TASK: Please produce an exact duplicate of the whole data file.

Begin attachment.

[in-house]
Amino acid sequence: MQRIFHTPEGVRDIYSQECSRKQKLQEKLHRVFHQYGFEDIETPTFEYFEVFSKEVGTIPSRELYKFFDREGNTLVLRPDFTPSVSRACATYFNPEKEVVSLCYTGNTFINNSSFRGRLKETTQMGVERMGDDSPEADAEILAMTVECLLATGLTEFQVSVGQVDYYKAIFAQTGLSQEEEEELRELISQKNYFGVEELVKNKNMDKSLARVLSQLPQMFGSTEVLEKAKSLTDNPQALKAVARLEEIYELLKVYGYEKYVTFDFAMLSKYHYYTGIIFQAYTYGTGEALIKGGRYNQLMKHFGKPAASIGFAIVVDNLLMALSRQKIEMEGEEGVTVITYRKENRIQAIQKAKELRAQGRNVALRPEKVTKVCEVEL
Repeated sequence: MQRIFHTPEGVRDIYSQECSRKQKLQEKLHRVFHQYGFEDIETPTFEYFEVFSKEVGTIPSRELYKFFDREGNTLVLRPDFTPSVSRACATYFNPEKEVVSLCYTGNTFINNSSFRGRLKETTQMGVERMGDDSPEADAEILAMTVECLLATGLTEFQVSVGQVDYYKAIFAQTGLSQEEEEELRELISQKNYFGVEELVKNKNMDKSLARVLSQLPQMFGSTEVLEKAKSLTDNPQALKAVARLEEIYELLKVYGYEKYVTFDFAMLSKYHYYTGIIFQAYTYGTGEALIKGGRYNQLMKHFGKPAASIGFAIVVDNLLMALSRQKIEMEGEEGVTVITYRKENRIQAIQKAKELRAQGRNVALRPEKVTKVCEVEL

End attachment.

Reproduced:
[in-house]
Amino acid sequence: MQRIFHTPEGVRDIYSQECSRKQKLQEKLHRVFHQYGFEDIETPTFEYFEVFSKEVGTIPSRELYKFFDREGNTLVLRPDFTPSVSRACATYFNPEKEVVSLCYTGNTFINNSSFRGRLKETTQMGVERMGDDSPEADAEILAMTVECLLATGLTEFQVSVGQVDYYKAIFAQTGLSQEEEEELRELISQKNYFGVEELVKNKNMDKSLARVLSQLPQMFGSTEVLEKAKSLTDNPQALKAVARLEEIYELLKVYGYEKYVTFDFAMLSKYHYYTGIIFQAYTYGTGEALIKGGRYNQLMKHFGKPAASIGFAIVVDNLLMALSRQKIEMEGEEGVTVITYRKENRIQAIQKAKELRAQGRNVALRPEKVTKVCEVEL
Repeated sequence: MQRIFHTPEGVRDIYSQECSRKQKLQEKLHRVFHQYGFEDIETPTFEYFEVFSKEVGTIPSRELYKFFDREGNTLVLRPDFTPSVSRACATYFNPEKEVVSLCYTGNTFINNSSFRGRLKETTQMGVERMGDDSPEADAEILAMTVECLLATGLTEFQVSVGQVDYYKAIFAQTGLSQEEEEELRELISQKNYFGVEELVKNKNMDKSLARVLSQLPQMFGSTEVLEKAKSLTDNPQALKAVARLEEIYELLKVYGYEKYVTFDFAMLSKYHYYTGIIFQAYTYGTGEALIKGGRYNQLMKHFGKPAASIGFAIVVDNLLMALSRQKIEMEGEEGVTVITYRKENRIQAIQKAKELRAQGRNVALRPEKVTKVCEVEL